Mar 24, 2016

Hydrogeologist John Anthony Cherry Wins Lee Kuan Yew Water Prize

Cherry's research has contributed to effective risk management in groundwater remediation guidelines

singapore international water week, lee kuan yew, john anthony cherry

The Singapore International Water Week, a biennial event that gathers leaders and innovators from the global water industry, awarded the Lee Kuan Yew Water Prize 2016 to hydrogeologist John Anthony Cherry. The announcement of the Water Prize Laureate this year marks the first time it is held in conjunction with World Water Day to emphasize the integral role water has in affecting communities and economies of all sizes.

Currently in its seventh edition, the Lee Kuan Yew Water Prize has consistently attracted talent and excellence in individuals or organizations who drive the development or application of innovative technologies, policies or programs that aim to solve global water challenges. This year, the Lee Kuan Yew Water Prize Council applauds Cherry for his contributions and influence in groundwater management, and lifelong dedication to the protection of groundwater resources - a major water source for many countries around the world and one that constitutes 95% of the usable freshwater on the planet. An authority in hydrogeology, Cherry’s revolutionary research in collaboration with international partners has provided the global groundwater community with a better scientific framework to formulate policies and best practices. He has been a major influence in advancing global recognition of groundwater processes and the development of better field methods for groundwater contamination.

The research findings and policy impact by Cherry have contributed to more effective risk management in groundwater pollution control measures, as well as revisions and formulation of new groundwater remediation guidelines and approaches in several countries including the United States. The effect of his contributions has also established new models for public-private partnerships for groundwater research.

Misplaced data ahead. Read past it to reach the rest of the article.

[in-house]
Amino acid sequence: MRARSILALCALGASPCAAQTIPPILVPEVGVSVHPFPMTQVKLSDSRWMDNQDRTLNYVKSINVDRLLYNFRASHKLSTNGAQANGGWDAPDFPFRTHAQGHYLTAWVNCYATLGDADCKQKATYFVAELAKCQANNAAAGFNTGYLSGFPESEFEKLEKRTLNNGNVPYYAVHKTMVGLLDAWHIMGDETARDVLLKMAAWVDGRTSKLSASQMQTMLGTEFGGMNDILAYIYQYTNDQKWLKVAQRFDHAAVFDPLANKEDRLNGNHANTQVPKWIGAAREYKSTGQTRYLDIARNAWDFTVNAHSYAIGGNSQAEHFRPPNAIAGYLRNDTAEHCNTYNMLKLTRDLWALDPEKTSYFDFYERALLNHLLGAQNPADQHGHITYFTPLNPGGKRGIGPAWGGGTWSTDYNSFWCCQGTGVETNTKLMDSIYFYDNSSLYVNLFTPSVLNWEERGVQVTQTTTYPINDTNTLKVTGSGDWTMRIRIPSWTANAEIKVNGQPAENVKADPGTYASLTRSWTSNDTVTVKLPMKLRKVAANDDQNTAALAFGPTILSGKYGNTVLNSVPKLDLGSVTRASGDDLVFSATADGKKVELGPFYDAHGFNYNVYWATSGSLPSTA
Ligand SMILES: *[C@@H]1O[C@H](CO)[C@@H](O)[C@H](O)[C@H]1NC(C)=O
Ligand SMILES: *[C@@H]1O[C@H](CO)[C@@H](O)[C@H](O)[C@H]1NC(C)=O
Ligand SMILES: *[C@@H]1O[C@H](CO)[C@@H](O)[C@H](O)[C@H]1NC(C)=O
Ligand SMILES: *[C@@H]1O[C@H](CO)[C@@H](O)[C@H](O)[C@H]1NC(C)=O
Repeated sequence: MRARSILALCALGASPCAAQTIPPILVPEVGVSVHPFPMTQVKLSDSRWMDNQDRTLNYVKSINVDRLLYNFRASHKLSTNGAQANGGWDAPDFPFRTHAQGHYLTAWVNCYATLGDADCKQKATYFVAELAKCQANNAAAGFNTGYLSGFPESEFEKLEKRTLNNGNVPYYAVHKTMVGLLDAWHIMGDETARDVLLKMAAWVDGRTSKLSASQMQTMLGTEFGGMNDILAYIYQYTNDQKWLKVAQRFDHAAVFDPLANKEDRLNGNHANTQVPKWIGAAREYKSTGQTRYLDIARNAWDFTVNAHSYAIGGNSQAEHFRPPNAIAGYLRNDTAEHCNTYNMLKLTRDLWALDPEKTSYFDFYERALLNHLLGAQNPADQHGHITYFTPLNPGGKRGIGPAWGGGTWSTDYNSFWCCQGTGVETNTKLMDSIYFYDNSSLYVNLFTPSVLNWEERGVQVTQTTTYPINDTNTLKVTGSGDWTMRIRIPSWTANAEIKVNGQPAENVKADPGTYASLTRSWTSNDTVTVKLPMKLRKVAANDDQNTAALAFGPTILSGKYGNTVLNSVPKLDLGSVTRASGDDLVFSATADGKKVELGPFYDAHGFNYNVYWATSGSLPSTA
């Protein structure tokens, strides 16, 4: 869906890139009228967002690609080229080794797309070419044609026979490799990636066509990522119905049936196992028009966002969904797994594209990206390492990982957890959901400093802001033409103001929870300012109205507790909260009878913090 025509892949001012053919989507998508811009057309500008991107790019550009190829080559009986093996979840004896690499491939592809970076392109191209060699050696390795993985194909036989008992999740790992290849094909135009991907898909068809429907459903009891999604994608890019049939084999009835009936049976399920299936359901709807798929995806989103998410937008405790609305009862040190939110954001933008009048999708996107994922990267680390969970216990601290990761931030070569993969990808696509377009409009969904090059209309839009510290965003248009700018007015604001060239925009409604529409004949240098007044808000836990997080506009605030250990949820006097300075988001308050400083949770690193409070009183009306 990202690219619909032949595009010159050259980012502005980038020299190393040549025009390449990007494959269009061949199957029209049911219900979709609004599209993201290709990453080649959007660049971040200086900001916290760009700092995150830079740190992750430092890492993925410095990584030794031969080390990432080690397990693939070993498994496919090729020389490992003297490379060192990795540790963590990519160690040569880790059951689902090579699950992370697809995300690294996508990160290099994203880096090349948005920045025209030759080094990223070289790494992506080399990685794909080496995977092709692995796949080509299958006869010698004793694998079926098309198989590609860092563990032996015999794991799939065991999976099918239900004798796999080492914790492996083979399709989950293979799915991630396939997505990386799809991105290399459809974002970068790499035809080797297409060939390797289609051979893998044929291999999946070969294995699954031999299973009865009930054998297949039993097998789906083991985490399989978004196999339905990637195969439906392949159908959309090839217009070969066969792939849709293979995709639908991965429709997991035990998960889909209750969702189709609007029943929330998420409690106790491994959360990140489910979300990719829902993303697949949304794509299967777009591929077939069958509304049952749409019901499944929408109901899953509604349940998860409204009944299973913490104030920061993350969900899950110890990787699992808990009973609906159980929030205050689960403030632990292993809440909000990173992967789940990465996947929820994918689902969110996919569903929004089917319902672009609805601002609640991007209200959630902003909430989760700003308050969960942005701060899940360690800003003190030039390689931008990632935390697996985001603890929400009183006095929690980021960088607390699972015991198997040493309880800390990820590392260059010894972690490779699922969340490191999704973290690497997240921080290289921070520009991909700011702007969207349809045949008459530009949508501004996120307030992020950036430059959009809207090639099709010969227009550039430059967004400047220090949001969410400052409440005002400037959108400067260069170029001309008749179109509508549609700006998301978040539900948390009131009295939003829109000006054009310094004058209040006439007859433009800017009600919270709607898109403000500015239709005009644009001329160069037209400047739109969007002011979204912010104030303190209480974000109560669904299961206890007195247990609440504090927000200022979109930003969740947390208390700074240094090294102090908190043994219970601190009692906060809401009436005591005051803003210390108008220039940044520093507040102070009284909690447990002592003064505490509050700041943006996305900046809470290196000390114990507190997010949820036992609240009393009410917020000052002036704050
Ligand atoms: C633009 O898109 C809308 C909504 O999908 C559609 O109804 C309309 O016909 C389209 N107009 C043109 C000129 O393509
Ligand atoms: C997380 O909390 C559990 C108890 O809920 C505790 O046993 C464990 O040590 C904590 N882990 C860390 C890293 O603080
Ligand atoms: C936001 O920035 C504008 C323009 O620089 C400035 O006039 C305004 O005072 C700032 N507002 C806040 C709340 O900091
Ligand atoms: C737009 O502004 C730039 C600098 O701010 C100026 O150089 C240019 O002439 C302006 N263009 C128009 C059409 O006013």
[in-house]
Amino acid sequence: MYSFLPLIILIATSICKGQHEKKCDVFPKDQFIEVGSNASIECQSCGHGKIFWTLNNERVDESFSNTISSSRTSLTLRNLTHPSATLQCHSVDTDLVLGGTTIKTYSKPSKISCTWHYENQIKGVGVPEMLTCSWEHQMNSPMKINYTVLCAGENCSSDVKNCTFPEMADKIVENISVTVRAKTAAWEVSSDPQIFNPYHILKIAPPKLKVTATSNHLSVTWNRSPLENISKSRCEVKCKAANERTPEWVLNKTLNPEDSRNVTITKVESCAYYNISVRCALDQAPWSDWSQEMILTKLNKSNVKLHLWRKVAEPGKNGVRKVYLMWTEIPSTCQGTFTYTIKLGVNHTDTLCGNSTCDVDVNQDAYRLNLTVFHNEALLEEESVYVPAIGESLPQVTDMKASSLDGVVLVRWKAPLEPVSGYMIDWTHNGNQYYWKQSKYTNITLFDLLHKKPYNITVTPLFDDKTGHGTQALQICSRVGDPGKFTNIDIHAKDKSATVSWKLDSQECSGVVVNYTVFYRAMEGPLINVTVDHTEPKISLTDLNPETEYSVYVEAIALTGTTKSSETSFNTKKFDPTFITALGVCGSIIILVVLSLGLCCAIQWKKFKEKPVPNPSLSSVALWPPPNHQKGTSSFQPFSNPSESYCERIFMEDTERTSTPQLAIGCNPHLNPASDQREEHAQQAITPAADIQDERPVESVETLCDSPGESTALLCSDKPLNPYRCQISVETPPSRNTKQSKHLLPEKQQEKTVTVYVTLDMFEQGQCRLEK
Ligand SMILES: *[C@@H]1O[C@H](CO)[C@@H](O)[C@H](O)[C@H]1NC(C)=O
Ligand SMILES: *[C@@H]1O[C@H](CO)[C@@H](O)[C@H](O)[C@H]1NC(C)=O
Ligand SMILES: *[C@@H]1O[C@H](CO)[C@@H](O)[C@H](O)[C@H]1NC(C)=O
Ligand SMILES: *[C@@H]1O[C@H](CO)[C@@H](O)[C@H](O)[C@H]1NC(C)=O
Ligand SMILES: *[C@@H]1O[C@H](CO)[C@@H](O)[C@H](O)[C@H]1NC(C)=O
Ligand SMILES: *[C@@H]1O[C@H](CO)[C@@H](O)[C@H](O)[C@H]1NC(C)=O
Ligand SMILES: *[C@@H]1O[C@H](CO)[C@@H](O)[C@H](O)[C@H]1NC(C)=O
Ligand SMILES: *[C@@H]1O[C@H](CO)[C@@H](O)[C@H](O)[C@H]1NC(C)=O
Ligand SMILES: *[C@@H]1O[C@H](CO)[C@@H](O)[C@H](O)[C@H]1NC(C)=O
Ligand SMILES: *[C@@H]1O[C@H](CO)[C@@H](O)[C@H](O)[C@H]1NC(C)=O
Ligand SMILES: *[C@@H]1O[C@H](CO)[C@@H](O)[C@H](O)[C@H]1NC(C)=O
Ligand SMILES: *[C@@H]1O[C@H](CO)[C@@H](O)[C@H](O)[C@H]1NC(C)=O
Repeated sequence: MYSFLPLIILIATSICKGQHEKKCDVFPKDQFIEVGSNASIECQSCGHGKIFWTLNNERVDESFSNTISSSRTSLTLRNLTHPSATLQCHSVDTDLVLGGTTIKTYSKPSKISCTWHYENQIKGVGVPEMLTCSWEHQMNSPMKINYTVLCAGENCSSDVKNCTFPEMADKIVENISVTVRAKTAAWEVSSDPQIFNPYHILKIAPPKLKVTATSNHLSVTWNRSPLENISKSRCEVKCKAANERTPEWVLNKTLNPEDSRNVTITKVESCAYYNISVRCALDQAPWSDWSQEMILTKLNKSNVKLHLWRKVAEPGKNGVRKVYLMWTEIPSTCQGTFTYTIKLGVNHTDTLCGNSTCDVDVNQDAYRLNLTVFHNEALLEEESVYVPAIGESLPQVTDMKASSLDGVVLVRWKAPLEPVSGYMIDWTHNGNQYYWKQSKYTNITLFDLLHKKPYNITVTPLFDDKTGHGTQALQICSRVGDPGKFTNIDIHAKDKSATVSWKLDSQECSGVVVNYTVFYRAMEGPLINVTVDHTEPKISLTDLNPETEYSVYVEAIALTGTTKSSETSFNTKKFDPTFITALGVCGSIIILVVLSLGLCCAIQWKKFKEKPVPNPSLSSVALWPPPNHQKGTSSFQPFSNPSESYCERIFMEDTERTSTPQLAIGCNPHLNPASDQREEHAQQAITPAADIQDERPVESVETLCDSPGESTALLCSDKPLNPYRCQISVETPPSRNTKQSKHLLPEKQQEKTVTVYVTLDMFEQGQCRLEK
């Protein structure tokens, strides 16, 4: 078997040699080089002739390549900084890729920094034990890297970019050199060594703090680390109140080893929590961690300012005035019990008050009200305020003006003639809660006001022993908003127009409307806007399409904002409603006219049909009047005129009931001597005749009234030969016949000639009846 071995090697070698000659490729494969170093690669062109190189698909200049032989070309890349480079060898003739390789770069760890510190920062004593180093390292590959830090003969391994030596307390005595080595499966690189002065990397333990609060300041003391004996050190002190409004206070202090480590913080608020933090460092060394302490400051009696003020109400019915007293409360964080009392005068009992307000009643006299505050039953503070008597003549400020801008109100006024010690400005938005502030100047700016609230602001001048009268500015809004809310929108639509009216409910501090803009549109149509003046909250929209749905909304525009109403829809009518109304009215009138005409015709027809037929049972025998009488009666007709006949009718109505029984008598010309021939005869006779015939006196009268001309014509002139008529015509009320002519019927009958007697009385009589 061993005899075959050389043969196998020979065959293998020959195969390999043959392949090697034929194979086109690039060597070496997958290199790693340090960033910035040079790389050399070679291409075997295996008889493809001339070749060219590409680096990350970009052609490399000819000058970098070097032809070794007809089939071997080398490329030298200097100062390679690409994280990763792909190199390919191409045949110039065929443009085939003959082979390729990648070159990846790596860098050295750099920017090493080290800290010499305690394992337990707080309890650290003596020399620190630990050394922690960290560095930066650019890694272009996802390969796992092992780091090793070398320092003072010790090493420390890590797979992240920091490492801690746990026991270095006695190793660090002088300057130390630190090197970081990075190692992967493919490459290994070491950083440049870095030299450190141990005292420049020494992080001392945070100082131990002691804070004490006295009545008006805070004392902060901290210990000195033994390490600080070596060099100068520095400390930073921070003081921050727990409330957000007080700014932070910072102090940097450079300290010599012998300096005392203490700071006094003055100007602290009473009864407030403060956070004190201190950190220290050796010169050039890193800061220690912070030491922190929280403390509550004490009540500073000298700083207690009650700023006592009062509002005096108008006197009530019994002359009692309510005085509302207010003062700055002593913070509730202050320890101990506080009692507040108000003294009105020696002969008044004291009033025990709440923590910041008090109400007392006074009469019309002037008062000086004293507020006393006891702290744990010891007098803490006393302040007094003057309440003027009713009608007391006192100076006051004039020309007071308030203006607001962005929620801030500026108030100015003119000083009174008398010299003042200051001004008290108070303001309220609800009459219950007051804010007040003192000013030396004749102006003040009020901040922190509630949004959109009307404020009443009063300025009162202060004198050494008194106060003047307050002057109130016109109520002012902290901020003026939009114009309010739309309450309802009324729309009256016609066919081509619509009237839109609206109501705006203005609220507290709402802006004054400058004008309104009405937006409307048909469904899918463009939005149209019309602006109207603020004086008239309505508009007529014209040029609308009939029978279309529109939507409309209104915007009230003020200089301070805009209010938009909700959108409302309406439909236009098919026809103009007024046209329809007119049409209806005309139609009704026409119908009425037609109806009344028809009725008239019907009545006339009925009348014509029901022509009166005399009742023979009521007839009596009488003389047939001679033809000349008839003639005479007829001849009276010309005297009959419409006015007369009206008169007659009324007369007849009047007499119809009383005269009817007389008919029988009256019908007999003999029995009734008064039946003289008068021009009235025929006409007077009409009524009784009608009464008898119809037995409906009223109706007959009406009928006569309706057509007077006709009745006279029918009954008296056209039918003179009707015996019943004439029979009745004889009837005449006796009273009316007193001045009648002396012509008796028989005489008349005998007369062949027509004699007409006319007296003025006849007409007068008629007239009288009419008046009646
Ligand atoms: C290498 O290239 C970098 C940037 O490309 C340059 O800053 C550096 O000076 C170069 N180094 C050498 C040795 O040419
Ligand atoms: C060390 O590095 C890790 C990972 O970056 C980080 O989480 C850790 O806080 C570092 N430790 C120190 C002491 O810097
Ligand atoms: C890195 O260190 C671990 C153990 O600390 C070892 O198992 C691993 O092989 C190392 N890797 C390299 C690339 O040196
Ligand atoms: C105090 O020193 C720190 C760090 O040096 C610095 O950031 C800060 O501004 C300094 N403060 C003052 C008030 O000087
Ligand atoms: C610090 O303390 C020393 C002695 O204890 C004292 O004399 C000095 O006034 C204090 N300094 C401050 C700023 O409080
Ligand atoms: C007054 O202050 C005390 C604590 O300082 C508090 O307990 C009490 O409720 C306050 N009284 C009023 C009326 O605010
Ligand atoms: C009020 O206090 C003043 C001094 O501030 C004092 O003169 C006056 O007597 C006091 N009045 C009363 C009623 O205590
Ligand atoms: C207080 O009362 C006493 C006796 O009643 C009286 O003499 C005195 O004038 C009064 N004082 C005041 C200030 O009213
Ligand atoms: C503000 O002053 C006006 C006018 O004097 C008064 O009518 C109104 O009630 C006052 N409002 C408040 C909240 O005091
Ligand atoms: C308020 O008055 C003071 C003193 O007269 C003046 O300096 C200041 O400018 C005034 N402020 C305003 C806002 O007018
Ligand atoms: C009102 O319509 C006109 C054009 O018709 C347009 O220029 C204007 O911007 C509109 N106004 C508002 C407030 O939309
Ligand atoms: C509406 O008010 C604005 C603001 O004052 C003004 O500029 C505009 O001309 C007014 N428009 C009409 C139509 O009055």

The monitoring technologies and clean-up processes developed by Cherry have been implemented in areas that face groundwater contamination, including those in the United States, China and Brazil, among others. In fact, one of the most important insights unearthed by Cherry subsequently formed the theoretical basis for the set of benchmark criteria used in the disposal of hazardous industrial and nuclear waste, which has been incorporated into regulatory frameworks.

Cherry is an advocate for the need to monitor and research the effects of shale gas exploitation and fracking on groundwater resources. In recent years, he has focused his research on fractured rock, the least understood of all groundwater systems but one that is particularly susceptible to contamination. His knowledge in fractured rock hydrology and rock drilling has contributed towards the supply of safe drinking water to people living in mountainous bedrock regions with limited vehicle access. Cherry remains active in the scientific community and is currently leading an international team to acquire and test small, low-cost portable rock drills to make small-capacity wells that are designed to have a low risk of bacterial contamination.

Tan Gee Paw, chairman of the Lee Kuan Yew Water Prize Nominating Committee, said, “Cherry exemplifies the attributes needed to drive the development of innovative solutions that address the global water crises. To create real impact and influence policymaking and regulations require courageous, informed and decisive action. This is clearly reflected in Cherry’s approach to field research and advocacy. The insights and contributions made by Cherry form today’s framework in understanding one of the world’s most precious water resources, and ultimately lead to the provision of safe drinking water to populations that rely primarily on groundwater resources.”

Cherry added, “It is an incredible honor to receive the Lee Kuan Yew Water Prize, and to be accepting the recognition in conjunction with World Water Day speaks volumes for its significance. I am confident that global accolades such as the Lee Kuan Yew Water Prize will heighten awareness of the global water challenges and encourage the development of innovative water solutions and technologies for more effective water management and protection of our water resources.”

As the seventh Lee Kuan Yew Water Prize Laureate, Cherry will deliver the Singapore Water Lecture on July 11, 2016. He will also receive the Lee Kuan Yew Water Prize at the Lee Kuan Yew Prize Award ceremony and banquet on the same night. The award ceremony is one of the flagship programs of Singapore International Water Week, which will be held from July 10 to 14, 2016, co-located with the World Cities Summit and CleanEnviro Summit Singapore. The seventh Singapore International Water Week will feature a range of flagship programs and platforms that bring together the global value chain of water to share the latest in business and technological innovations, as well as policy developments in water.

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